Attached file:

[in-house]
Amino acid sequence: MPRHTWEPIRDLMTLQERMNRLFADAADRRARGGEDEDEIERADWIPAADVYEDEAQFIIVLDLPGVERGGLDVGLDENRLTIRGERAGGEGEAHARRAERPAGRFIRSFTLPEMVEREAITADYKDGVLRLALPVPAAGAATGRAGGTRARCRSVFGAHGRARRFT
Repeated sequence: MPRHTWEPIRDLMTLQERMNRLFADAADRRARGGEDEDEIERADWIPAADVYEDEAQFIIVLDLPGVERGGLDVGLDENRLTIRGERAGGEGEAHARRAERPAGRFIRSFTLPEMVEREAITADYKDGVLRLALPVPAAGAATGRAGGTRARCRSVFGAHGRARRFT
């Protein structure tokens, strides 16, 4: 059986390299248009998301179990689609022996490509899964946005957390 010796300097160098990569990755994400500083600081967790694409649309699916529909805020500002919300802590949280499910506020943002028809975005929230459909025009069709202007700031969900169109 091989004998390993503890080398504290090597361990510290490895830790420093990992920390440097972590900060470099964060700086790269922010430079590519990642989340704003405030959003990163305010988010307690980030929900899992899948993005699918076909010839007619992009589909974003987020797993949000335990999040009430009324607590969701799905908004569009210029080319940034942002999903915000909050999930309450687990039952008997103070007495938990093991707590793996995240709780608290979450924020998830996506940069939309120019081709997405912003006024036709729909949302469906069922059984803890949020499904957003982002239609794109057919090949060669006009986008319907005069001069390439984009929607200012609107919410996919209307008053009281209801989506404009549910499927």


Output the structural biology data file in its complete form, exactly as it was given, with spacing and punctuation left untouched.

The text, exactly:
[in-house]
Amino acid sequence: MPRHTWEPIRDLMTLQERMNRLFADAADRRARGGEDEDEIERADWIPAADVYEDEAQFIIVLDLPGVERGGLDVGLDENRLTIRGERAGGEGEAHARRAERPAGRFIRSFTLPEMVEREAITADYKDGVLRLALPVPAAGAATGRAGGTRARCRSVFGAHGRARRFT
Repeated sequence: MPRHTWEPIRDLMTLQERMNRLFADAADRRARGGEDEDEIERADWIPAADVYEDEAQFIIVLDLPGVERGGLDVGLDENRLTIRGERAGGEGEAHARRAERPAGRFIRSFTLPEMVEREAITADYKDGVLRLALPVPAAGAATGRAGGTRARCRSVFGAHGRARRFT
């Protein structure tokens, strides 16, 4: 059986390299248009998301179990689609022996490509899964946005957390 010796300097160098990569990755994400500083600081967790694409649309699916529909805020500002919300802590949280499910506020943002028809975005929230459909025009069709202007700031969900169109 091989004998390993503890080398504290090597361990510290490895830790420093990992920390440097972590900060470099964060700086790269922010430079590519990642989340704003405030959003990163305010988010307690980030929900899992899948993005699918076909010839007619992009589909974003987020797993949000335990999040009430009324607590969701799905908004569009210029080319940034942002999903915000909050999930309450687990039952008997103070007495938990093991707590793996995240709780608290979450924020998830996506940069939309120019081709997405912003006024036709729909949302469906069922059984803890949020499904957003982002239609794109057919090949060669006009986008319907005069001069390439984009929607200012609107919410996919209307008053009281209801989506404009549910499927």